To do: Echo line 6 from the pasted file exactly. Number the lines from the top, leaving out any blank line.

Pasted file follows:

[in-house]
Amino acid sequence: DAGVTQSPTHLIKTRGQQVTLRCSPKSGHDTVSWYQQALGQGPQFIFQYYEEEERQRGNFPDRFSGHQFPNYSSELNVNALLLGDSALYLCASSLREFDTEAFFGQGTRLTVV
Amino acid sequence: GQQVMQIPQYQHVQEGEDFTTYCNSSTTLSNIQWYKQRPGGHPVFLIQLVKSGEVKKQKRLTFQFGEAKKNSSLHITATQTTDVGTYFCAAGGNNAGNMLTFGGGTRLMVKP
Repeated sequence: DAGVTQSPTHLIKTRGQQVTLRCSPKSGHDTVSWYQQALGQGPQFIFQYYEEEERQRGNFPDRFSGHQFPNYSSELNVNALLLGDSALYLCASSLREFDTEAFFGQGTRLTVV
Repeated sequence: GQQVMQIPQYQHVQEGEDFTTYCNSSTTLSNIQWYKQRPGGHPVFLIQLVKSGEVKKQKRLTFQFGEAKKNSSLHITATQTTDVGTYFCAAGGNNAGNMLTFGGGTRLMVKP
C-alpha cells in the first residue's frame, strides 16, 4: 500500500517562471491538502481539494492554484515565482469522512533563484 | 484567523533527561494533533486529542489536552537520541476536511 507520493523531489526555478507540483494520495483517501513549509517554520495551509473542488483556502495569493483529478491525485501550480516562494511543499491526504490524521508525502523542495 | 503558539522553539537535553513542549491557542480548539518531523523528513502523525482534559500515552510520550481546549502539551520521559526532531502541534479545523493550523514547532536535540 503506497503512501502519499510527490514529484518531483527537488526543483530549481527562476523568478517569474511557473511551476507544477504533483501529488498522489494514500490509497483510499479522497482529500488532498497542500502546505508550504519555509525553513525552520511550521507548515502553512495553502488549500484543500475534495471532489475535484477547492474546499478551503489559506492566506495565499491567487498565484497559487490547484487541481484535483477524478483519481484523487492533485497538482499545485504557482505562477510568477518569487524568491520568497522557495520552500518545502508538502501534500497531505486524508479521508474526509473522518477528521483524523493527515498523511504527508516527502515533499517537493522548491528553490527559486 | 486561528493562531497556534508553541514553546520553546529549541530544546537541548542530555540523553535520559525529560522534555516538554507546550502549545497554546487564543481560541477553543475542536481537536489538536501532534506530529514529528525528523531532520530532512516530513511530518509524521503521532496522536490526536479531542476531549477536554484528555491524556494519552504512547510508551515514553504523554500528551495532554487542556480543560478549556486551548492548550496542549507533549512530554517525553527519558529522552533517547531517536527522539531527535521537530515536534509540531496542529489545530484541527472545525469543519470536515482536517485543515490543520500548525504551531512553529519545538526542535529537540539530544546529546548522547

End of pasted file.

C-alpha cells in the first residue's frame, strides 16, 4: 500500500517562471491538502481539494492554484515565482469522512533563484 | 484567523533527561494533533486529542489536552537520541476536511 507520493523531489526555478507540483494520495483517501513549509517554520495551509473542488483556502495569493483529478491525485501550480516562494511543499491526504490524521508525502523542495 | 503558539522553539537535553513542549491557542480548539518531523523528513502523525482534559500515552510520550481546549502539551520521559526532531502541534479545523493550523514547532536535540 503506497503512501502519499510527490514529484518531483527537488526543483530549481527562476523568478517569474511557473511551476507544477504533483501529488498522489494514500490509497483510499479522497482529500488532498497542500502546505508550504519555509525553513525552520511550521507548515502553512495553502488549500484543500475534495471532489475535484477547492474546499478551503489559506492566506495565499491567487498565484497559487490547484487541481484535483477524478483519481484523487492533485497538482499545485504557482505562477510568477518569487524568491520568497522557495520552500518545502508538502501534500497531505486524508479521508474526509473522518477528521483524523493527515498523511504527508516527502515533499517537493522548491528553490527559486 | 486561528493562531497556534508553541514553546520553546529549541530544546537541548542530555540523553535520559525529560522534555516538554507546550502549545497554546487564543481560541477553543475542536481537536489538536501532534506530529514529528525528523531532520530532512516530513511530518509524521503521532496522536490526536479531542476531549477536554484528555491524556494519552504512547510508551515514553504523554500528551495532554487542556480543560478549556486551548492548550496542549507533549512530554517525553527519558529522552533517547531517536527522539531527535521537530515536534509540531496542529489545530484541527472545525469543519470536515482536517485543515490543520500548525504551531512553529519545538526542535529537540539530544546529546548522547